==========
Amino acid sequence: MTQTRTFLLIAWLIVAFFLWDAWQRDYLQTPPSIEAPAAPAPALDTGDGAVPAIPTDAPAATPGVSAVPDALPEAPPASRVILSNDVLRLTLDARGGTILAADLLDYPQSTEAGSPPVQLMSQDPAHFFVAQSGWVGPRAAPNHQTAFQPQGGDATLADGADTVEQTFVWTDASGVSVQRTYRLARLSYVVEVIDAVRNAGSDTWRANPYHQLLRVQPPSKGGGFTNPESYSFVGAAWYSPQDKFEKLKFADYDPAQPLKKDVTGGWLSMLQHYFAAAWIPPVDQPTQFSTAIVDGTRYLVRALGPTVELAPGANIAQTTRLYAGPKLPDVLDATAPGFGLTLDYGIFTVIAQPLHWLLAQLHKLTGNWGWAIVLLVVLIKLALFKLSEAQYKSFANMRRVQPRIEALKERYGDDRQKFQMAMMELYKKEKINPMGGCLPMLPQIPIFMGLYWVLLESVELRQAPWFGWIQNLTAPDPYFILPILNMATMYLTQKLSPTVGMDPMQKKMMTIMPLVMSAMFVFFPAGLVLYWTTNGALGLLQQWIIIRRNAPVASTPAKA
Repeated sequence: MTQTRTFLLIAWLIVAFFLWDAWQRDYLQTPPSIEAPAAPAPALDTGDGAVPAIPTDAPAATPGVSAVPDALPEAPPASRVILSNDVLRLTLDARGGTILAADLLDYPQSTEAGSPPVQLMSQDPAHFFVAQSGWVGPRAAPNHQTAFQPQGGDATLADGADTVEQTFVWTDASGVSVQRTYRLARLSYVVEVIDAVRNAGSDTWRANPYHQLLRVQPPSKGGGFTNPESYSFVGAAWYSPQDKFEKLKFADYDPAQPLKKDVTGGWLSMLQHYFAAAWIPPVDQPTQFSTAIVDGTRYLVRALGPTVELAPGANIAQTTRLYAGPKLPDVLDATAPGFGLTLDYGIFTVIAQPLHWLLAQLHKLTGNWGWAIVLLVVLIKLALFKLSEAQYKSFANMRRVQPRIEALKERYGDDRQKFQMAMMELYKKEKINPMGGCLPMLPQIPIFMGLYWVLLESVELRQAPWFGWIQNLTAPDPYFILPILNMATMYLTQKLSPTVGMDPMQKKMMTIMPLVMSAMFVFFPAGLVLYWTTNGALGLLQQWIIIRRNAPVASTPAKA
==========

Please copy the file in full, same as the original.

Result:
Amino acid sequence: MTQTRTFLLIAWLIVAFFLWDAWQRDYLQTPPSIEAPAAPAPALDTGDGAVPAIPTDAPAATPGVSAVPDALPEAPPASRVILSNDVLRLTLDARGGTILAADLLDYPQSTEAGSPPVQLMSQDPAHFFVAQSGWVGPRAAPNHQTAFQPQGGDATLADGADTVEQTFVWTDASGVSVQRTYRLARLSYVVEVIDAVRNAGSDTWRANPYHQLLRVQPPSKGGGFTNPESYSFVGAAWYSPQDKFEKLKFADYDPAQPLKKDVTGGWLSMLQHYFAAAWIPPVDQPTQFSTAIVDGTRYLVRALGPTVELAPGANIAQTTRLYAGPKLPDVLDATAPGFGLTLDYGIFTVIAQPLHWLLAQLHKLTGNWGWAIVLLVVLIKLALFKLSEAQYKSFANMRRVQPRIEALKERYGDDRQKFQMAMMELYKKEKINPMGGCLPMLPQIPIFMGLYWVLLESVELRQAPWFGWIQNLTAPDPYFILPILNMATMYLTQKLSPTVGMDPMQKKMMTIMPLVMSAMFVFFPAGLVLYWTTNGALGLLQQWIIIRRNAPVASTPAKA
Repeated sequence: MTQTRTFLLIAWLIVAFFLWDAWQRDYLQTPPSIEAPAAPAPALDTGDGAVPAIPTDAPAATPGVSAVPDALPEAPPASRVILSNDVLRLTLDARGGTILAADLLDYPQSTEAGSPPVQLMSQDPAHFFVAQSGWVGPRAAPNHQTAFQPQGGDATLADGADTVEQTFVWTDASGVSVQRTYRLARLSYVVEVIDAVRNAGSDTWRANPYHQLLRVQPPSKGGGFTNPESYSFVGAAWYSPQDKFEKLKFADYDPAQPLKKDVTGGWLSMLQHYFAAAWIPPVDQPTQFSTAIVDGTRYLVRALGPTVELAPGANIAQTTRLYAGPKLPDVLDATAPGFGLTLDYGIFTVIAQPLHWLLAQLHKLTGNWGWAIVLLVVLIKLALFKLSEAQYKSFANMRRVQPRIEALKERYGDDRQKFQMAMMELYKKEKINPMGGCLPMLPQIPIFMGLYWVLLESVELRQAPWFGWIQNLTAPDPYFILPILNMATMYLTQKLSPTVGMDPMQKKMMTIMPLVMSAMFVFFPAGLVLYWTTNGALGLLQQWIIIRRNAPVASTPAKA